I guess we kind of knew he wasn’t going to wake up, the news that a second series of Life on Mars has been commissioned really meant that he couldn’t leave 1973.
Having said that, the final episode of the first series of Life on Mars was certainly a gripping hour, as Sam discovered the truth about his father, and also finally pieced together his flashbacks.
Following on from the arrest of the local gangland boss back in episode four, rival gangs are fighting for control, one being led by the Morton brothers. As part of the investigation the police find Sam’s father in a hotel room, and the whole episode is Sam trying to find explanations for his father’s behaviour, as more and more of the evidence points towards him being heavily mixed up in the gang. Sam believes that his father is the key to his coma – if only he can persuade his father to stay, then he will wake up.
The finale takes place at a family wedding, the wedding where Sam last saw his father, shortly before he vanished. As Sam follows his father as he walks away from the wedding, he realises that his flashbacks are this same walk, the walk he took as a child, and again, he sees his father beating up an undercover policewoman – Annie – but this time he intervenes. As he gets closer and closer to the truth, he starts to hear more and more of what is going on in 2006. However, he realises that he cannot win – there is no way that he can get his father to stay. If he leaves, the young Sam and his mother will be alone, but if he doesn’t leave, he will be arrested for his criminal activities.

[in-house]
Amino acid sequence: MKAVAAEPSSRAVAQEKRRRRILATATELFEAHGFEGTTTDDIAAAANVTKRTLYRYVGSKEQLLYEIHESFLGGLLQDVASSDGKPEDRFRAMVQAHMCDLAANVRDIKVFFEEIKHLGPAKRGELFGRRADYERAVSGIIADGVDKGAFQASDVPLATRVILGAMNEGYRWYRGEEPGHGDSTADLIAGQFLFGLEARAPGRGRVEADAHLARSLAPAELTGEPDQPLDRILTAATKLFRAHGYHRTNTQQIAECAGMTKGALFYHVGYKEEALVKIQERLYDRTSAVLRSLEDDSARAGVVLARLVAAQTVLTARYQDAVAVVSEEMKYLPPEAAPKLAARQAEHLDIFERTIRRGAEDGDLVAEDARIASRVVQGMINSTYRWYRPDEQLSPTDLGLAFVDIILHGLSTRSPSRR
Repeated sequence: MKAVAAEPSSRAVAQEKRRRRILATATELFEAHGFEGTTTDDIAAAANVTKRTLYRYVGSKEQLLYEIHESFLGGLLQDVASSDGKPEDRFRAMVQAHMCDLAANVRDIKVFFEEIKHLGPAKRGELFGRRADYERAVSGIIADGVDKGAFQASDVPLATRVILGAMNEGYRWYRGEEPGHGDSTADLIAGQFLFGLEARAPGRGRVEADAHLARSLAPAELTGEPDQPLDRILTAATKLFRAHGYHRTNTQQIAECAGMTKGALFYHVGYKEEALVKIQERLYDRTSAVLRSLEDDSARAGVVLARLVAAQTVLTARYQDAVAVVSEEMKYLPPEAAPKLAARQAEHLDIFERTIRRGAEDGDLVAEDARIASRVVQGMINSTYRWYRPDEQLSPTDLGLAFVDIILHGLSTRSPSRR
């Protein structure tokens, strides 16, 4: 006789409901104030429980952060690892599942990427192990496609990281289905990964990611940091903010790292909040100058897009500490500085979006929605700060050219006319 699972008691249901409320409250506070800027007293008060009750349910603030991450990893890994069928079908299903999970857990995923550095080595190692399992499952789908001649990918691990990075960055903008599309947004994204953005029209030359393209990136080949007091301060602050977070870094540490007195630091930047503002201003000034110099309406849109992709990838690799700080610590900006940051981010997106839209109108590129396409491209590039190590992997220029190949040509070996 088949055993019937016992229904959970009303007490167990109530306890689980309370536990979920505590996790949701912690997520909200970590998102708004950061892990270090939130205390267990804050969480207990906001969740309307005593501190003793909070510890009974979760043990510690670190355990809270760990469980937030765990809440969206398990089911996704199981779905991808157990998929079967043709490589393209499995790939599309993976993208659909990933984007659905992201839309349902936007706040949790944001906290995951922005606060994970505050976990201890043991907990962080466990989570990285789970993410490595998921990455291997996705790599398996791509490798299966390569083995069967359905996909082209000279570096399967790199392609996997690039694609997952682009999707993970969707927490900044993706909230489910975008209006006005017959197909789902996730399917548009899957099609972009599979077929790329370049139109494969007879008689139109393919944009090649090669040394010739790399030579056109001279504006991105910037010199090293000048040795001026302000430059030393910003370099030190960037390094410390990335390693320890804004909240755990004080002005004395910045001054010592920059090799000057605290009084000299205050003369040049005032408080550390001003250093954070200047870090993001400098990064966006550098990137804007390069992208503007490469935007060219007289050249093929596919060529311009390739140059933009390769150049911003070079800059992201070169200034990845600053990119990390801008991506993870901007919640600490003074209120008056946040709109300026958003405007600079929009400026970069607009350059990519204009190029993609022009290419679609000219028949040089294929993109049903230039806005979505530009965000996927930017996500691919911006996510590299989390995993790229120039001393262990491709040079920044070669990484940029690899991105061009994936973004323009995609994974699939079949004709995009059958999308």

Sam lets his father escape, and with his father, go the voices from 2006, and Sam is left in 1973.
All in all, it has been a superb series. On paper, a drama set in what seems to be someone’s coma based fantasy sounds a decidedly odd premise, however in practice it has worked well. On the one level you have the basic seventies police drama, but on another you get some decidedly subtle moments. These vary from the anachronisms, such as Sam always wearing a modern watch, to points where you don’t know whether the other characters in Sam’s universe are his subconscious, or whatever, but suddenly they seem to be talking to Sam out of time, knowing that he is in his own past. For example in tonight’s episode on a couple of occasions Sam talks to Gene, his DCI, and whilst Sam is talking about waking up from his coma, Gene is talking about his life in 1973 – or is he?
In some ways these scenes are very reminiscent of the conversations of another time-travelling Sam, Sam Beckett in the final episode of Quantum Leap, where Al the barman tells Sam that he is leaping because he wants to do so – in the same way Gene, and other characters have told Sam Tyler that he is staying because he wants to stay – because he has things he wants to do.
Certainly we’ve got no objection if he wants to stay – as we are really quite looking forward to seeing more of Sam and his life in 1973 when they are shown next year!